August 23, 2018

Salk’s donors give $48.5 million to support
scientific innovation in FY18

Philanthropic funds help accelerate discoveries in cancer, plant science, neuroscience and more

Salk News

Salk’s donors give $48.5 million to support scientific innovation in FY18

Philanthropic funds help accelerate discoveries in cancer, plant science, neuroscience and more

LA JOLLA—The Salk Institute announced today that it received more than $48 million from 1,100 individual donors and private grant makers in fiscal year 2018 to support the Institute’s groundbreaking science. In addition, government partners (e.g., the National Institutes of Health) provided 47 federal grants totaling more than $55 million to Salk researchers working in the areas of cancer, plant science, neuroscience, metabolism and others.

“The amount of generosity and confidence that our donors and partners show us through their investments speaks volumes to the caliber of research taking place here,” says Salk President Rusty Gage. “It takes significant resources to enable Salk’s many scientific leaders to make important discoveries against some of the most challenging biological issues of our time. The individuals and groups that come alongside us are crucial collaborators in our efforts.”

“It is inspiring to see how our philanthropic partners have invested in our mission,” says Rebecca Newman, vice president of external relations. “The partnership of our donors allows us to move forward and continue to make progress in addressing humanity’s greatest challenges—from cancer and neurodegenerative disease to climate change.”

Salk’s fundraising was highlighted by several key gifts throughout the year, with many coming from the Institute’s leadership. These included a gift of $2 million from Salk Board of Trustees member Howard Newman in support of the Harnessing Plants Initiative, a new endeavor that will focus on Salk’s research into using plants to address global issues such as climate instability, demand for food and energy needs.

In the area of cancer research, Salk Board member Corinne Mentzelopoulos’ $1 million gift seeded the Cancer Center Director’s Endowed Fund in support of Salk Cancer Center’s areas of greatest need. The gift is particularly timely; in December, Salk launched its Conquering Cancer Initiative, a broad strategy spearheaded by Salk’s leadership to take on five of the deadliest cancers: triple-negative breast, pancreatic, lung, ovarian and brain (specifically glioblastoma).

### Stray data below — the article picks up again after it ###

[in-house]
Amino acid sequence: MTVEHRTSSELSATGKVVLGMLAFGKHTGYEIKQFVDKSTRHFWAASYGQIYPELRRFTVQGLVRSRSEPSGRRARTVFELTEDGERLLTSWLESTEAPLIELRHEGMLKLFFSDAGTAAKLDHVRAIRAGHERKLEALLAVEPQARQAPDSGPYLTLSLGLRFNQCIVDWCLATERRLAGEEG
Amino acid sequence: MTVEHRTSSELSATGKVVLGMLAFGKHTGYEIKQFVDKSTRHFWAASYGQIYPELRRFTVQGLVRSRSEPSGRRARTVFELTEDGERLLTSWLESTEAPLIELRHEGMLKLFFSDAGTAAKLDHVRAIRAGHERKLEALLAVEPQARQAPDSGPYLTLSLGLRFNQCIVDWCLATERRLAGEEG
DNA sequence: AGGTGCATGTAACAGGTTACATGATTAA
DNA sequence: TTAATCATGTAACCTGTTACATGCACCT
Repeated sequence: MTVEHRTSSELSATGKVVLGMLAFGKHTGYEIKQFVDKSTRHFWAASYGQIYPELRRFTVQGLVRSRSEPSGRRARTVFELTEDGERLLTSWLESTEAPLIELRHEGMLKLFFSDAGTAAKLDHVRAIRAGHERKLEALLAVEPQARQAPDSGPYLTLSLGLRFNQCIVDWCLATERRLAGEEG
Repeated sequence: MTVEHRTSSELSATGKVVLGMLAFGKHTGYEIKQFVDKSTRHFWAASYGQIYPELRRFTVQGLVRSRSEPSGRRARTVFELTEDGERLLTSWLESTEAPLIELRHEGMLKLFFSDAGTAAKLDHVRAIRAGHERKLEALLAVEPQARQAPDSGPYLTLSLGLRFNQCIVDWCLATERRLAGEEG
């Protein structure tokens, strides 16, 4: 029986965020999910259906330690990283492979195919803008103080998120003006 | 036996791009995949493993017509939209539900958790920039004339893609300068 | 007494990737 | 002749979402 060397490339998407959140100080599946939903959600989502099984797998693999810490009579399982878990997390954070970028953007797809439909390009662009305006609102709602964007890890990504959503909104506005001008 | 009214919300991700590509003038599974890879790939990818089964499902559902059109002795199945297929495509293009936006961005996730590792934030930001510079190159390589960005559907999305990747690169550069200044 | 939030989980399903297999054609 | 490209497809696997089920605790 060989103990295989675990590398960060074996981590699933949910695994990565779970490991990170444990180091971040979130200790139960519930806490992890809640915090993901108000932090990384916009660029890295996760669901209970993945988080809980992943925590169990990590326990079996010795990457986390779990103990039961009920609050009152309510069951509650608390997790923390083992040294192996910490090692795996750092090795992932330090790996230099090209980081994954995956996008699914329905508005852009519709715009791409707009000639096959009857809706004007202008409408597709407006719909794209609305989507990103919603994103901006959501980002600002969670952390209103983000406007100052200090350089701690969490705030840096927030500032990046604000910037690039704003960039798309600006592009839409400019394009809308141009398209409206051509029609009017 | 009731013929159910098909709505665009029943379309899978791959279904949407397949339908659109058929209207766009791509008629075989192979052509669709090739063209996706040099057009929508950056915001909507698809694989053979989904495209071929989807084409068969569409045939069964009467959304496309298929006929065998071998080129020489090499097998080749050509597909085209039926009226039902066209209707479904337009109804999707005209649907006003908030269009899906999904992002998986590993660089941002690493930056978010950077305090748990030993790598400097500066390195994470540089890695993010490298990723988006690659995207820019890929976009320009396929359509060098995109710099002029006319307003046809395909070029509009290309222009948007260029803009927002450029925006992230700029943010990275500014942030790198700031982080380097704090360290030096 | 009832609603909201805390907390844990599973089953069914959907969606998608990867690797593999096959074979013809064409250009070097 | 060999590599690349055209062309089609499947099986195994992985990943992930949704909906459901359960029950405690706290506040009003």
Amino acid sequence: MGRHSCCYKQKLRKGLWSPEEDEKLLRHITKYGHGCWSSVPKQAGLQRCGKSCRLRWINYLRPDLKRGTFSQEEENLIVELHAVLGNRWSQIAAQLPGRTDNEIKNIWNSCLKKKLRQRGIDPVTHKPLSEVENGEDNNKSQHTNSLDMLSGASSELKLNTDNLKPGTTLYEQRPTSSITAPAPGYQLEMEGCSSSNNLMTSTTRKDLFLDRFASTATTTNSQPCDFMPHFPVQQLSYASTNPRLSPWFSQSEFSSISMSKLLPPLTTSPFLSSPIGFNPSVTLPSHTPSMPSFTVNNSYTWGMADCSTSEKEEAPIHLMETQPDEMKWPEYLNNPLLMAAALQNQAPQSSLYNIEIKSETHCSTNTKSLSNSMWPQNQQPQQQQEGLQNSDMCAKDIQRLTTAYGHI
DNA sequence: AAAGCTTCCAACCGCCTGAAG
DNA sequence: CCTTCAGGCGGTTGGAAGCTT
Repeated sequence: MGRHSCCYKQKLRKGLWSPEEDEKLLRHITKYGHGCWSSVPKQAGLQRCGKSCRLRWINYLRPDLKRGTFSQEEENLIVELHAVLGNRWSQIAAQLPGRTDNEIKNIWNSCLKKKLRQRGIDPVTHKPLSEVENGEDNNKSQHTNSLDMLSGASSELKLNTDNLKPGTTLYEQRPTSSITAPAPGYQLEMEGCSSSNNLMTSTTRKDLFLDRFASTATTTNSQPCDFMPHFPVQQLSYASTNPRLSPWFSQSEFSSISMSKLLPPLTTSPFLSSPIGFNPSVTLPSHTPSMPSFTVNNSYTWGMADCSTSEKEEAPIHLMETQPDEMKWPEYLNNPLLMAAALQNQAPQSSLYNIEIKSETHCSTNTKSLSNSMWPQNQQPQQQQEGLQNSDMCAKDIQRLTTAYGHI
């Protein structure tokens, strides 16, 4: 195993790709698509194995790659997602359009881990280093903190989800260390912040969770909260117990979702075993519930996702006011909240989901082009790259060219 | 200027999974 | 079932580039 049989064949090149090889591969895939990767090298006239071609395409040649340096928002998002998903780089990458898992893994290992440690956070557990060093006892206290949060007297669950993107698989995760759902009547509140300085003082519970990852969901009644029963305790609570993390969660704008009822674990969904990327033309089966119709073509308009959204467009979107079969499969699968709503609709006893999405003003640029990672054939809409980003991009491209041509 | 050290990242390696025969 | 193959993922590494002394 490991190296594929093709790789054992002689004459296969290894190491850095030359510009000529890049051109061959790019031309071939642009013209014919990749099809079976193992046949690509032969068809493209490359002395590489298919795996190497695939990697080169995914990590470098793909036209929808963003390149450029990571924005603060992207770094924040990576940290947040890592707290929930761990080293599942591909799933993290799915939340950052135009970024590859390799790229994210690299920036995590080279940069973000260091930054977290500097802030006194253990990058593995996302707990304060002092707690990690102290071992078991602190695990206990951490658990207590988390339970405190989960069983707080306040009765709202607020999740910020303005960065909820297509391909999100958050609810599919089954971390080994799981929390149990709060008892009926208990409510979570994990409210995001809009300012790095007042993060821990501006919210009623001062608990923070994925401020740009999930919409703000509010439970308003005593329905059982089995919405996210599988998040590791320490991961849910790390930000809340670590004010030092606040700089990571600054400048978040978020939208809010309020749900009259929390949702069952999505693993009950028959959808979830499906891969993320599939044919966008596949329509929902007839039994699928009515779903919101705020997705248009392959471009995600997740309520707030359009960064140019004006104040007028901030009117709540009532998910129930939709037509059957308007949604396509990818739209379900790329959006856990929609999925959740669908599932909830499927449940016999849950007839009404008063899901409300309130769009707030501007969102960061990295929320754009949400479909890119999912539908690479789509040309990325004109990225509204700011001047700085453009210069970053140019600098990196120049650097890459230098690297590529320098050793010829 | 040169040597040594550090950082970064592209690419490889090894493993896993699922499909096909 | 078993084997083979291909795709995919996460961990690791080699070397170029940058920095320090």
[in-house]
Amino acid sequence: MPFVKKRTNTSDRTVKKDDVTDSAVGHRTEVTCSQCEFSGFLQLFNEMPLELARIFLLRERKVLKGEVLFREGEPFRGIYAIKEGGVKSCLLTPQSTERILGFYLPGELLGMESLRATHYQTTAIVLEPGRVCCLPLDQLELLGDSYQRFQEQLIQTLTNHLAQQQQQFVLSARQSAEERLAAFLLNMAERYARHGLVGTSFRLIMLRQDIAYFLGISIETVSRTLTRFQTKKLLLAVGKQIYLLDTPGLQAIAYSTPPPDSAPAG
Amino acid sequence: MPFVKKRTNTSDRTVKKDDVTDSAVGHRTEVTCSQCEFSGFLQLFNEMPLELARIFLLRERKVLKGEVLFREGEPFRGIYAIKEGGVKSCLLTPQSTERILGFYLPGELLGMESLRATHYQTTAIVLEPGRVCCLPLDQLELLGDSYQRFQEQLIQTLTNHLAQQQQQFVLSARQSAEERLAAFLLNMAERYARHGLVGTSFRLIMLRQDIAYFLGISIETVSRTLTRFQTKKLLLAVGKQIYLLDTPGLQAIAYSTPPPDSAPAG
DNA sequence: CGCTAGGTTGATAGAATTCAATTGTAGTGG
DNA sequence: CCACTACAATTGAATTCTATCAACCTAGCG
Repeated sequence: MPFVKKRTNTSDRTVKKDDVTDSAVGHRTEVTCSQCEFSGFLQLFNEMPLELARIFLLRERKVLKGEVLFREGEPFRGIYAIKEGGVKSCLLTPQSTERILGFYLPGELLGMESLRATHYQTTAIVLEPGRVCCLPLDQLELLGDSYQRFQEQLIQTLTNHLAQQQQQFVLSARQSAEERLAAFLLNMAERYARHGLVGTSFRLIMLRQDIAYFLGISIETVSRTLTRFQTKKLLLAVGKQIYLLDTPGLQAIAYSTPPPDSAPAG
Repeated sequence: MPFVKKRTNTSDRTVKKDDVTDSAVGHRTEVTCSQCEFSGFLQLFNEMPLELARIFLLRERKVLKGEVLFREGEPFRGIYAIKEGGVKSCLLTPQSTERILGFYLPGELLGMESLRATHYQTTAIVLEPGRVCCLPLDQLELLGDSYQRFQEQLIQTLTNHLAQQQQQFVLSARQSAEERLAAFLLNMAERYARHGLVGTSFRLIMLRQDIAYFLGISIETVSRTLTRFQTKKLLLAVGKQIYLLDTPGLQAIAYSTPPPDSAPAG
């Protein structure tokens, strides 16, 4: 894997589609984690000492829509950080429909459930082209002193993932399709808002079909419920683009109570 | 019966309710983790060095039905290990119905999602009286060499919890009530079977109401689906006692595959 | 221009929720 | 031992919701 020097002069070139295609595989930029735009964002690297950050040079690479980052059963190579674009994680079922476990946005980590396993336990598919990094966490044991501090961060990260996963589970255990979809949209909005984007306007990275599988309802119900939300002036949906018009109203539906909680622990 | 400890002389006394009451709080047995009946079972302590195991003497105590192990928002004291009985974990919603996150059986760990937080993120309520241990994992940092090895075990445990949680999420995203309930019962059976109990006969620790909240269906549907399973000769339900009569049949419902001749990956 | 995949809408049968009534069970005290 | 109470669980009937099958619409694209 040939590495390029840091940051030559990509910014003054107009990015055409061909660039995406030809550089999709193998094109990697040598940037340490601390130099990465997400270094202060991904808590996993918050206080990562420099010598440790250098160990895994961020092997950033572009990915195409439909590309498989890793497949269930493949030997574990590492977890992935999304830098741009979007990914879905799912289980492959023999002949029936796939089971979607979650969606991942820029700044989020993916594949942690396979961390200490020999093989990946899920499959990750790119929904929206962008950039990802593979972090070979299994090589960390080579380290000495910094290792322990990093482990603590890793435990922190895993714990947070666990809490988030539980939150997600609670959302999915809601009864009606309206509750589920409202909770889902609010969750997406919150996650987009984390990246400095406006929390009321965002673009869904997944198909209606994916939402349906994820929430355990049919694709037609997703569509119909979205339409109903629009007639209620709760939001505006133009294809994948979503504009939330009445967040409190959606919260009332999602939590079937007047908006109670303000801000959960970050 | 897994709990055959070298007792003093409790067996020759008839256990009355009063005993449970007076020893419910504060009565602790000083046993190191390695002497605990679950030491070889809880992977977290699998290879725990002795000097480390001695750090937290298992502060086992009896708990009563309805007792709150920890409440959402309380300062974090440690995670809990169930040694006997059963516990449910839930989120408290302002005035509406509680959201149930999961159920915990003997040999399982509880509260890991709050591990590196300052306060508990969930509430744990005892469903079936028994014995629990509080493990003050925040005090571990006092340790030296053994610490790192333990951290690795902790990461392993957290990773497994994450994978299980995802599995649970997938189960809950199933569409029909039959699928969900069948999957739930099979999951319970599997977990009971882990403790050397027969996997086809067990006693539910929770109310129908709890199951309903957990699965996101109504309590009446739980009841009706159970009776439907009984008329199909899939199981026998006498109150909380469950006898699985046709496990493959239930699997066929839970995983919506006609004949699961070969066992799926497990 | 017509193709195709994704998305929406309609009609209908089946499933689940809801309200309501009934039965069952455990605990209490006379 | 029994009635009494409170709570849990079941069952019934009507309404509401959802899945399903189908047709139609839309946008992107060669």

In addition, Richard Heyman and Anne Daigle donated $1.5 million to establish the Richard A. Heyman and Anne E. Daigle Endowed Developmental Chair, awarded to Assistant Professor Diana Hargreaves, who is tackling ovarian and other cancers. “It is a pleasure,” says Heyman, “to be able to contribute to the work of the scientists who have taken up the torch for Salk. Anne and I want to foster the next generation of researchers and allow them to push the frontiers of medical science.”

In the area of neuroscience, the Korea-based company NANOS Co., Ltd., made a $1.5 million gift to establish the NANOS Alzheimer’s Disease Stem Cell Suite. This suite will be a dedicated laboratory space that will serve as a cell bank focused on Alzheimer’s. This cell bank will house both stem cells and somatic (body) cells from human donors, critical for analysis and testing of therapeutic drugs.

In addition, significant gifts encompassing important areas of research and need at the Institute were provided by several organizations, including the W. M. Keck Foundation, the Getty Foundation, Padres Pedal the Cause and Stand Up to Cancer, in addition to federal grants.

“The interplay between public funding and private giving is critical to Salk’s success. Our partnerships with different funding agencies enable high-risk, high-reward research projects across the entire spectrum of science at Salk, the importance of which can’t be overstated,” says Martin Hetzer, Salk’s vice president and chief science officer.

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Unlocking the secrets of life itself is the driving force behind the Salk Institute. Our team of world-class, award-winning scientists pushes the boundaries of knowledge in areas such as neuroscience, cancer research, aging, immunobiology, plant biology, computational biology and more. Founded by Jonas Salk, developer of the first safe and effective polio vaccine, the Institute is an independent, nonprofit research organization and architectural landmark: small by choice, intimate by nature, and fearless in the face of any challenge.